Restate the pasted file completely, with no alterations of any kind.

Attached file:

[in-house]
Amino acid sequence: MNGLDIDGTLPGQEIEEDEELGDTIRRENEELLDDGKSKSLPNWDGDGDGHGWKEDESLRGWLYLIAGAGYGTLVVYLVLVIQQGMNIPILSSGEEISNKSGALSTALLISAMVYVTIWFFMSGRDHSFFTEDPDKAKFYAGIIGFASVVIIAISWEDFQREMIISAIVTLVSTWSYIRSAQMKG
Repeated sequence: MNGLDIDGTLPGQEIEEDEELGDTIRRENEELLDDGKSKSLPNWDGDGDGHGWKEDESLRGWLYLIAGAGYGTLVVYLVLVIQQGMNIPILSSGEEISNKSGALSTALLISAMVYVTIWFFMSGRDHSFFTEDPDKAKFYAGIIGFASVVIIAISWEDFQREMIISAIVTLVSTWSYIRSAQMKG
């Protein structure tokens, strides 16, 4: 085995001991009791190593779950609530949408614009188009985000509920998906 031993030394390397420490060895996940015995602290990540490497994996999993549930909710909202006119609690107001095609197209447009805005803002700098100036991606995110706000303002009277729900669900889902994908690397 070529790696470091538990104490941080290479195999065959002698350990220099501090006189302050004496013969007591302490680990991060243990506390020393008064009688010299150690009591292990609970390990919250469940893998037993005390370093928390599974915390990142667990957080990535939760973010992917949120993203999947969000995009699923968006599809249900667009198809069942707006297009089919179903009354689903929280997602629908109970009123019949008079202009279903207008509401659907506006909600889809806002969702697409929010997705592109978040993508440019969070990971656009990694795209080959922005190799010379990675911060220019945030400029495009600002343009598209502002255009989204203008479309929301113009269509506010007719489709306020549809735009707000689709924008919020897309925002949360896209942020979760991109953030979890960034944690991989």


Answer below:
[in-house]
Amino acid sequence: MNGLDIDGTLPGQEIEEDEELGDTIRRENEELLDDGKSKSLPNWDGDGDGHGWKEDESLRGWLYLIAGAGYGTLVVYLVLVIQQGMNIPILSSGEEISNKSGALSTALLISAMVYVTIWFFMSGRDHSFFTEDPDKAKFYAGIIGFASVVIIAISWEDFQREMIISAIVTLVSTWSYIRSAQMKG
Repeated sequence: MNGLDIDGTLPGQEIEEDEELGDTIRRENEELLDDGKSKSLPNWDGDGDGHGWKEDESLRGWLYLIAGAGYGTLVVYLVLVIQQGMNIPILSSGEEISNKSGALSTALLISAMVYVTIWFFMSGRDHSFFTEDPDKAKFYAGIIGFASVVIIAISWEDFQREMIISAIVTLVSTWSYIRSAQMKG
């Protein structure tokens, strides 16, 4: 085995001991009791190593779950609530949408614009188009985000509920998906 031993030394390397420490060895996940015995602290990540490497994996999993549930909710909202006119609690107001095609197209447009805005803002700098100036991606995110706000303002009277729900669900889902994908690397 070529790696470091538990104490941080290479195999065959002698350990220099501090006189302050004496013969007591302490680990991060243990506390020393008064009688010299150690009591292990609970390990919250469940893998037993005390370093928390599974915390990142667990957080990535939760973010992917949120993203999947969000995009699923968006599809249900667009198809069942707006297009089919179903009354689903929280997602629908109970009123019949008079202009279903207008509401659907506006909600889809806002969702697409929010997705592109978040993508440019969070990971656009990694795209080959922005190799010379990675911060220019945030400029495009600002343009598209502002255009989204203008479309929301113009269509506010007719489709306020549809735009707000689709924008919020897309925002949360896209942020979760991109953030979890960034944690991989």